The final successional stages of sand dunes include colonisation by woody plants, creating dune scrubs and, finally, deciduous woodland. These woodland are often lower in species diversity, as woody species out-compete others, but the habitat will remain stable for extended periods, barring any disturbance. The type of vegetation present in the climax stage is determined by a number of factors, such as climate, exposure, soil pH, grazing level and management type. Birch trees are one of the woody species that can colonise sand dunes, particularly acidic dunes with open areas for young birch trees to grow.
While fungi are usually associated with damper habitats, there is a variety that can be found in sand dune habitats, such as the earthtongue fungus (Glutinoglossum glutinosum), dune stinkhorn (Phallus hadriani) and several puffball species. There are also rare species that can only be found in sand dunes.
Dune waxcap (Hygrocybe conicoides)
This species of waxcap occurs mainly on short grass in coastal sand dune habitats, such as on the edges of dune slacks. Waxcaps, fungi in the genus of agarics, or gilled fungi, are usually brightly coloured fungi with dry to waxy caps. They are mainly associated with unimproved grasslands, though outside of Europe they are more commonly found in woodland. Dune waxcaps resemble the blackening waxcap (Hygrocybe conica) when young, but older dune waxcaps only darken slightly, usually just on their stem, unlike the blackening waxcap.
Collared Earthstar (Geastrum triplex)
While collared earthstars are most likely found in woodlands, particularly those with a high level of leaf litter, they can also be found on sand dunes. This star-shaped fungus initially looks like a ball, similar to a puffball, before splitting open. Other earthstars, including the dwarf earthstar (Geastrum schmidelii), can also be found in sand dune habitats, particularly mature sand dune systems. They’re often found in colonies with several fruitbodies growing together.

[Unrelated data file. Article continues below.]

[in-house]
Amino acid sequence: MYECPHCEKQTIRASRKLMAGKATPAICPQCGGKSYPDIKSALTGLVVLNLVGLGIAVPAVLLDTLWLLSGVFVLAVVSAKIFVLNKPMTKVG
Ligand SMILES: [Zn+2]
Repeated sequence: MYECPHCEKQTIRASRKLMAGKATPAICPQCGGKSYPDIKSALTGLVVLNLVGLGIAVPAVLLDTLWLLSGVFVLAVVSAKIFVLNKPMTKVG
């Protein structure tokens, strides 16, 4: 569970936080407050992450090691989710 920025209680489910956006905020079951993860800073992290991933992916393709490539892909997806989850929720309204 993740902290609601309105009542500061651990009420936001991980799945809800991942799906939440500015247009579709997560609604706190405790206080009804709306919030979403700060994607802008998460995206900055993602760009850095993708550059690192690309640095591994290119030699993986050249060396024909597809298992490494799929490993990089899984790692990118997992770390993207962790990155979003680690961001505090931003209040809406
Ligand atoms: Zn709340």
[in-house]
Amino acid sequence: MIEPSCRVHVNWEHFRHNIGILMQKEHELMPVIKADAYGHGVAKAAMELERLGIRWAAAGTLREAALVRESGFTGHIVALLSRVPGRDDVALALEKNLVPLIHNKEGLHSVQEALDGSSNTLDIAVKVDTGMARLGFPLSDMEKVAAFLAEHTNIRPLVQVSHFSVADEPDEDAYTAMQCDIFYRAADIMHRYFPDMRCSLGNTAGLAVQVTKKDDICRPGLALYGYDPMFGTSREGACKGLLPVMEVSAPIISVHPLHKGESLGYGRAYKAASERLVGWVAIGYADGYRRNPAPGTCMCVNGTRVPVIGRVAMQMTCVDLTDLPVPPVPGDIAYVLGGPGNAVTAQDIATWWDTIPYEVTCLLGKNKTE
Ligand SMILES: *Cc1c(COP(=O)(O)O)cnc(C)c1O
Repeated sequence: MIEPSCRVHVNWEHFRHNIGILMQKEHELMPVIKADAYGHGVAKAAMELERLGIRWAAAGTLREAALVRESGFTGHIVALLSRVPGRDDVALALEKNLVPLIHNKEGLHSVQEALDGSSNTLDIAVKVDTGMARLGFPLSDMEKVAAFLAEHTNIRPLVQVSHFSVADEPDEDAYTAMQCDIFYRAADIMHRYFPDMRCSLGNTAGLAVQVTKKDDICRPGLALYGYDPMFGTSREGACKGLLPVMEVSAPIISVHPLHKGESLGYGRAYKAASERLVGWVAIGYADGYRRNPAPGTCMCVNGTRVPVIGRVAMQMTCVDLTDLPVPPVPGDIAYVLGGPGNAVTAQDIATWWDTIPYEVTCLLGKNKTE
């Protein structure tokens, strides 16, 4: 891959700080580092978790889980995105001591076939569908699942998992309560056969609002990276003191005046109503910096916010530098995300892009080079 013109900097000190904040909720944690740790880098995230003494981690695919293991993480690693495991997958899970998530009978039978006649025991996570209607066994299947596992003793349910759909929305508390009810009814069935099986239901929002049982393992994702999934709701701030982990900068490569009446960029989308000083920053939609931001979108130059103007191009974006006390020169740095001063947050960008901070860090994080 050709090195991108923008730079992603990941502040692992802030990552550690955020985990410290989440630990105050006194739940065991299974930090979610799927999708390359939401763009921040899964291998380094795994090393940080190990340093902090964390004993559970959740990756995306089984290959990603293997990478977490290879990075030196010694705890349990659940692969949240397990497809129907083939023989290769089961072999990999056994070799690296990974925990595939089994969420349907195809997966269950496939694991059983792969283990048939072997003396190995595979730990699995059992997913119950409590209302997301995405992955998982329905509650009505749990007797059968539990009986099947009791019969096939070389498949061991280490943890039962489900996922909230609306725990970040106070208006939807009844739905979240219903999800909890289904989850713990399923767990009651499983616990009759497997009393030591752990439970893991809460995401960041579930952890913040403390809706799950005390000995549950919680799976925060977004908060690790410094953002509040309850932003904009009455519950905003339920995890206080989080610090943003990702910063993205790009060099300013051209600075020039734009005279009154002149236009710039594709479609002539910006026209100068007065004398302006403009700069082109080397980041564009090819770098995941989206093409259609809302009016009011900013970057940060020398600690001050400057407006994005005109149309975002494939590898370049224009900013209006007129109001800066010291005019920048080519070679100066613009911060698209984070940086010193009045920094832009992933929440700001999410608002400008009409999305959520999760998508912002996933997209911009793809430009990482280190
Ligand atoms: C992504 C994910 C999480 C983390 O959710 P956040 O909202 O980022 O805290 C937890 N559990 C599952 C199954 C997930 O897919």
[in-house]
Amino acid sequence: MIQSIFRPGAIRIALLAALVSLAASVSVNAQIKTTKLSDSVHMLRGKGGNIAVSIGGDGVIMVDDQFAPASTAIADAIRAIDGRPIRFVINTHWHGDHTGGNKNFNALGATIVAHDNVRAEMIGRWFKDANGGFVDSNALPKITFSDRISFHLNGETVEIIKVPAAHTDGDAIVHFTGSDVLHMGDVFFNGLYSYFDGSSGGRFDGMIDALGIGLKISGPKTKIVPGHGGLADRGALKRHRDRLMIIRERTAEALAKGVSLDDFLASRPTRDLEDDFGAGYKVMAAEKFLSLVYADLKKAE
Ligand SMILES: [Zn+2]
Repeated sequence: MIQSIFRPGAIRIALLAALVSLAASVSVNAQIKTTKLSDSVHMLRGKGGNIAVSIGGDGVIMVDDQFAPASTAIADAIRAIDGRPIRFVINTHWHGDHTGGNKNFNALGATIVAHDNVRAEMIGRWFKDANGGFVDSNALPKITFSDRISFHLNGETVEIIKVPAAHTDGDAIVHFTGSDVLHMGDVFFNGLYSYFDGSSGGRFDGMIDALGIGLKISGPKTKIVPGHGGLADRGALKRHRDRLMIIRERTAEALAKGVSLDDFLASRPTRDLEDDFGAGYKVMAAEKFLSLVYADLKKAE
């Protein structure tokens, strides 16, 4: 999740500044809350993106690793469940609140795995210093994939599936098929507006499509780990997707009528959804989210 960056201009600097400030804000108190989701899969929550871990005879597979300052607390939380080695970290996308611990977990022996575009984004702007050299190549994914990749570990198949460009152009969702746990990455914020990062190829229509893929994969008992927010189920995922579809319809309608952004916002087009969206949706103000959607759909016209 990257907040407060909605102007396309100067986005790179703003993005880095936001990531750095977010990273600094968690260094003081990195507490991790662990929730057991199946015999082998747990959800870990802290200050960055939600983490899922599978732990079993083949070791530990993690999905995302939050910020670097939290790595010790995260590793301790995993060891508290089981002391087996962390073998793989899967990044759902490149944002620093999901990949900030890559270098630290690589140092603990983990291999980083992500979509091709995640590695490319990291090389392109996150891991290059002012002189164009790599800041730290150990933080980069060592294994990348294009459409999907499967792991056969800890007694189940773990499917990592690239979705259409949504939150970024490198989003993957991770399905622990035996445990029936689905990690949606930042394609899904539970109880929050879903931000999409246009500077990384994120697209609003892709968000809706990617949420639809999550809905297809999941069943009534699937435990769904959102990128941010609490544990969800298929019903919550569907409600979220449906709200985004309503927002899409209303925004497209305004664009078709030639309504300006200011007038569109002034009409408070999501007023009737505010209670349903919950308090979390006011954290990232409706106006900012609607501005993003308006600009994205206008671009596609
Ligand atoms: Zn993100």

Sand dunes support a diverse range of fauna species, many of which are specifically adapted to live in these dynamic habitats. Similarly to shingle beaches, which will be covered in another article, this area is a key habitat for several ground-nesting birds, such as the Ringed Plover and Skylarks, grazing species such as rabbits, and invertebrates such as bees, digger wasps and other insects.
The red-banded sand wasp (Ammophila sabulosa)
Sand wasps reproduce by hunting caterpillars, paralysing them using their sting and burying them in burrows with the sand wasp’s egg. The females dig their burrows in sandy ground, with a nearby area of vegetation that would support their prey. Areas of sand dunes can be rich in invertebrate species, particularly where diverse vegetation is present.
Northern Dune Tiger Beetle (Cicindela hybrida)
This rare beetle hunts on bare sand, preying on ants, spiders, moth larvae and flies. As they need areas of open, moving sand, they are less likely to be found in older, more stabilised sand dunes. Therefore, lack of management allowing succession and reduced sediment deposition due to development or flood defences reduce the availability of suitable habitats. Conservation efforts to restore mobile sands and remove areas of scrub are helping to provide more habitats for the northern dune tiger beetle.
Sand lizard (Lacerta agilis)
Sand dunes support a variety of vertebrate species, including the sand lizard, one of the UK’s rarest reptiles. Their distribution is restricted to a small number of sites, such as protected heathlands and sand dunes. They require sunny habitats with vegetation for shelter and undisturbed, open sand to lay their eggs. Their numbers are impacted by habitat loss but there are several conservation efforts working towards increasing their populations. These involve a combination of habitat restoration, monitoring, reintroduction and encouraging beneficial policies and practices.
Sparrowhawk (Accipiter nisus)
Several birds of prey use sand dune habitats as hunting grounds due to the presence of ground-nesting birds, lizards and some grazing species such as rabbits. Sparrowhawks can be found across Britain and Ireland, mainly in gardens, woodland and urban settings, but they can also be found on sand dunes, particularly if woodland is close by. They prey mainly on small birds, but they have also been recorded taking bats.